42. “So, our old Uncle Jeff may have had a heart condition, but how could young niece Emily be blamed for his death when all she did was jump out of the laundry hamper, screaming at the top of her lungs and wearing a freaky gorilla mask?”

    Tee hee. This is good. It’s like something out of Roald Dahl!

  43. I’m still reeling from being compared to a little girl in a freaky gorilla mask! Not that I haven’t fantasized about it, mind you.

    But seriously…

    I’ve never detected any racism in Dahl–unlike Kipling… but I haven’t read everything he’s written, so I don’t know for certain.


    “That is to say, the fact that he is using his horn when no danger is imminent could be interpreted as an unlawful or illegal use of the device.” (#44)

    So you’re asserting that running a red light does not qualify as dangerous behavior? I know it’s not in the same category as my death-dealing, destroyer-of-worlds horn beeping, but surely it’s reckless?

    And, no, my use of the horn in that circumstance is not illegal. Sorry. Look it up if you don’t believe me.

  44. @ Nick:

    Once again, and for the record, I never said that using your horn to alert a red light runner of their infraction was against the law. Read more carefully, please. I said that using your horn when someone “runs” a YELLOW light (which is not illegal) might constitute a misuse of the device. That is where this stems from. You spoke of honking your horn at someone who “ran” a yellow light. I do read carefully. Here is what you said.

    “Whenever I stop at a yellow or red but the car next to me runs it, I lay on my horn.”

    Horns are to be used conditionally, as I’m sure you will agree, and likewise I’m certain that laws exist that make it illegal to use one with reckless abandon, so in this case I still believe that you would be culpable for using it to alert someone of “running” a yellow light. Makes perfect sense. I understand that you probably meant to say that you “lay on your horn” for people who run red lights, but the way your sentence is worded leaves the reader with the distinct impression that you feel it is your responsibility to honk at people who “run” yellows. So, in the future, please write more carefully, too.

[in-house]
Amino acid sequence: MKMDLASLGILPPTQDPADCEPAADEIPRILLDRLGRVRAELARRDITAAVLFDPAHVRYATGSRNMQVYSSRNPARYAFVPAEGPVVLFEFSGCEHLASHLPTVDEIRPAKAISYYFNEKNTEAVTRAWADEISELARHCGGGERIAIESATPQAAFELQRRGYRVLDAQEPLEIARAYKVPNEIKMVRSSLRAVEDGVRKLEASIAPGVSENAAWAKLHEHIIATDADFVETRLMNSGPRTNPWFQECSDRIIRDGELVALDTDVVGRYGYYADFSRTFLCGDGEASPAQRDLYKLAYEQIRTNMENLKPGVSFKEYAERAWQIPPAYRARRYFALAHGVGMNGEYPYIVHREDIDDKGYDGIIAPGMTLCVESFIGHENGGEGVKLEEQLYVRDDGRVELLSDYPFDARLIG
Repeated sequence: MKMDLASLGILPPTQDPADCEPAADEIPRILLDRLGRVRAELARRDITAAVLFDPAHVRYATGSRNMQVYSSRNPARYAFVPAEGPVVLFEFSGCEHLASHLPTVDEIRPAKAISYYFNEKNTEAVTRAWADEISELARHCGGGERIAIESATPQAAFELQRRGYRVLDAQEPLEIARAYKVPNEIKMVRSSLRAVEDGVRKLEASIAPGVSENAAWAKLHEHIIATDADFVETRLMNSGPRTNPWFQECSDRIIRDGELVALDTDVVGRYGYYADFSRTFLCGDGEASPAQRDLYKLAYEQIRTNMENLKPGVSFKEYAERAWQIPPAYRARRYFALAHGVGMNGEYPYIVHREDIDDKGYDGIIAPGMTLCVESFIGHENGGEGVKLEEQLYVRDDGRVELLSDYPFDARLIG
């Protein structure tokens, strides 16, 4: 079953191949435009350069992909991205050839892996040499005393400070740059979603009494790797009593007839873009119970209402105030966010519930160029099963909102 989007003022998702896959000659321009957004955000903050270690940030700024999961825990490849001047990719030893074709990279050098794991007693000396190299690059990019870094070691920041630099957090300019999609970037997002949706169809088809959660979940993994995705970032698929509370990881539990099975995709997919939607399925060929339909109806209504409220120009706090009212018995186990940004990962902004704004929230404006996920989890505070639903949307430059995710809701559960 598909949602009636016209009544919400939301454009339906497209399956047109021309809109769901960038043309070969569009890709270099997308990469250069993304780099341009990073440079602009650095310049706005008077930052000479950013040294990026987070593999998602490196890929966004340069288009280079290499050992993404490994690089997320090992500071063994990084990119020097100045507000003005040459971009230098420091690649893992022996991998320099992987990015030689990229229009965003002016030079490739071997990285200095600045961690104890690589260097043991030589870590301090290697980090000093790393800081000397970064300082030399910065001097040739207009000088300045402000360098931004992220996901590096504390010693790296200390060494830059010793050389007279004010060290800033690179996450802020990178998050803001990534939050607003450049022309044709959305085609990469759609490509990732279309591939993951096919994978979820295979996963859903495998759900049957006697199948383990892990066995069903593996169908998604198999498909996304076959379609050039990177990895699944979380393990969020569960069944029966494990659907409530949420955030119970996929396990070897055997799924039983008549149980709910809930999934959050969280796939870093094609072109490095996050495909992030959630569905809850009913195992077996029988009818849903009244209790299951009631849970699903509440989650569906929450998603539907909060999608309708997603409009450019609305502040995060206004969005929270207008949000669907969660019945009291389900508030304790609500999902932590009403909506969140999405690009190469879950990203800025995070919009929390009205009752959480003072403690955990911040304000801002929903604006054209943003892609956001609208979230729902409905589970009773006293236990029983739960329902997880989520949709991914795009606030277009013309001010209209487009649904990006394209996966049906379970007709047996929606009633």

Also, any overt racism you’ve detected in your perusal of Kipling’s work was probably spoken by a fictional character he created. In 1983, however, in his review of a book called “God Cried,” Roald Dahl claimed that when Israel invaded Lebanon, “we all started hating Jews.” He made several other not-so-friendly remarks about Jewish people at the time, and unsurprisingly it cost him a sizable chunk of his Jewish readership. Was he a racist? Perhaps more so than Kipling, after all.

  45. Several counties have spent billions installing these camera devices, but why?
    Several studies show that these cameras not only increase accidents but don’t reduce the number speeders / red light runners. There are several different ways to reduce these violations that don’t include a set of 15 million dollar cameras… They aren’t even real tickets… you don’t have to pay them and they are dropped after 120 days of violation… Several schools around the U.S. are struggling to get by, dropping programs, losing credibility, and we are spending money on these ridiculous cameras.

    Radar Hunter
    Photo Radar